A user can now create statistics for each of the external tables shown above to improve the query performance. We extended SQL Server’s mature stats framework to work against external tables in the same way it works against regular tables. Statistics are crucial for the PolyBase query engine in order to generate optimal execution plans and to decide when pushing computation into the external data source is beneficial.
While other SQL over Hadoop solutions (e.g. Impala, Stinger, and HAWQ) have improved, it remains true that they still cannot match the query performance of a mature relational MPP system. With PolyBase, the user can import data in a very simple fashion into PDW (through a CTAS statement, see below), use the fast SQL Server column store technology along with the MPP architecture, or let the PDW/PolyBase query optimizer decide which parts of the query get executed in Hadoop and which parts in PDW. This optimized querying, called split-based query processing, allows parts of the query to be executed as Hadoop MR jobs that are generated on-the-fly completely transparent for the end user. Thereby, the PolyBase query optimizer takes into account parameters such as the spin-up time for MR jobs and the generated statistics to determine the optimal query plan.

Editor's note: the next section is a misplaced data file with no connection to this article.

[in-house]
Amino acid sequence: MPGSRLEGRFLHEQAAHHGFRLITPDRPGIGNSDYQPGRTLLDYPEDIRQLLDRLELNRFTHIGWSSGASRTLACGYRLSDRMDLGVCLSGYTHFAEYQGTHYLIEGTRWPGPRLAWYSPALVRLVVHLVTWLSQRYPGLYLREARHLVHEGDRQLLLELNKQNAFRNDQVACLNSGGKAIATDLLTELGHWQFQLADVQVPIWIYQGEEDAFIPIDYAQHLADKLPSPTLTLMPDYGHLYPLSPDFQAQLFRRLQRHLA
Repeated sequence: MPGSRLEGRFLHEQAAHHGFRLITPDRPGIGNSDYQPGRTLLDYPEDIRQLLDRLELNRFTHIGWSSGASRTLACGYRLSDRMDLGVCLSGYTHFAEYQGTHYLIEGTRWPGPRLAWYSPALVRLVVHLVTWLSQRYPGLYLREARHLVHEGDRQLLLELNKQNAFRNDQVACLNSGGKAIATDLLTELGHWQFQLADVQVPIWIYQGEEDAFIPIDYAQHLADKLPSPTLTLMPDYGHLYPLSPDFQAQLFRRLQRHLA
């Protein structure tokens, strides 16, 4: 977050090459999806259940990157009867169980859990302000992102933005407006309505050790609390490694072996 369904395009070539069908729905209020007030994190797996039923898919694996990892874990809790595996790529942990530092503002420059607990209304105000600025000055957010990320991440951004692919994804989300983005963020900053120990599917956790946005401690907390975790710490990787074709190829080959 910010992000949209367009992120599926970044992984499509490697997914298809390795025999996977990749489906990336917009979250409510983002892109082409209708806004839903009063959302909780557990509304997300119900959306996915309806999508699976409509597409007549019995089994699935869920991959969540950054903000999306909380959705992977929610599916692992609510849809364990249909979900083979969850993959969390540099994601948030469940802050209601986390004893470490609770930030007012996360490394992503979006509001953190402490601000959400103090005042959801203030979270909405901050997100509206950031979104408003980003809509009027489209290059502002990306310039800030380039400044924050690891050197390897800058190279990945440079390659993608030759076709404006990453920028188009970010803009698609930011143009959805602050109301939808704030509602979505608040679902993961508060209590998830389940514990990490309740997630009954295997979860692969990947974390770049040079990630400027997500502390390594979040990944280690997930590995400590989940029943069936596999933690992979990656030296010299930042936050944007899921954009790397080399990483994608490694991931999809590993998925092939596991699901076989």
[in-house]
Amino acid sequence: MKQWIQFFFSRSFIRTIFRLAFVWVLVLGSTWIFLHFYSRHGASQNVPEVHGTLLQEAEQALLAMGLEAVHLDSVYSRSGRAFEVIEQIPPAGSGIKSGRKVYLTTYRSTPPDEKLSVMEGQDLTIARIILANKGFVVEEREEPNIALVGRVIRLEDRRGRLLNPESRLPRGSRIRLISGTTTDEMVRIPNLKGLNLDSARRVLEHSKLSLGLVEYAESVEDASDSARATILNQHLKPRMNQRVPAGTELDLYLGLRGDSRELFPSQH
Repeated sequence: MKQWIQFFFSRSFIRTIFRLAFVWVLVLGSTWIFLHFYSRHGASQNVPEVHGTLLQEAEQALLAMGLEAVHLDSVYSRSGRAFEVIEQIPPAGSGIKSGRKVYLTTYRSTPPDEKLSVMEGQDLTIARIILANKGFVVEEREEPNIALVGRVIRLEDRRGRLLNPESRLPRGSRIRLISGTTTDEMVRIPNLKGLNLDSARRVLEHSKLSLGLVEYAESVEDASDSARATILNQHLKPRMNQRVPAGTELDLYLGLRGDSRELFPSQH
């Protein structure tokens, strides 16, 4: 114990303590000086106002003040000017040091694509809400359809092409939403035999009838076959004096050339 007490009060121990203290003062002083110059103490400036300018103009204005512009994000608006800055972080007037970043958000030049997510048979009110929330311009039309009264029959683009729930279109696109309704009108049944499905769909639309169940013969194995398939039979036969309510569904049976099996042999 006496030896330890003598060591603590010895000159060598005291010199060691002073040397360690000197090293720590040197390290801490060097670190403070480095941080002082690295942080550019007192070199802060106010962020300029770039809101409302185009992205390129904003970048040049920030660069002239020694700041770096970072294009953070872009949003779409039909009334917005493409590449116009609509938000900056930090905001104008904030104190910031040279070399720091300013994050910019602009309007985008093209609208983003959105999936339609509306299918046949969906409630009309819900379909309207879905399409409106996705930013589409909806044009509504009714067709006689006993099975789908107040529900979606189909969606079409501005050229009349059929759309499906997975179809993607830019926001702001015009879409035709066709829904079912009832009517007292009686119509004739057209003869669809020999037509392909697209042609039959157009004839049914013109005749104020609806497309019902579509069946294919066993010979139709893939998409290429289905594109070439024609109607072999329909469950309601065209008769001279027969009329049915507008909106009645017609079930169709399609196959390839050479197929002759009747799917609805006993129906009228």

In general, if it comes to performance the answer usually is ‘it depends on the actual use case/query’. With PolyBase, the user has total freedom and can leverage capabilities of PDW and/or Hadoop based on their actual needs and application requirements.
PolyBase in APS bridging the gap between the relational world, Hadoop (external or internal) and Azure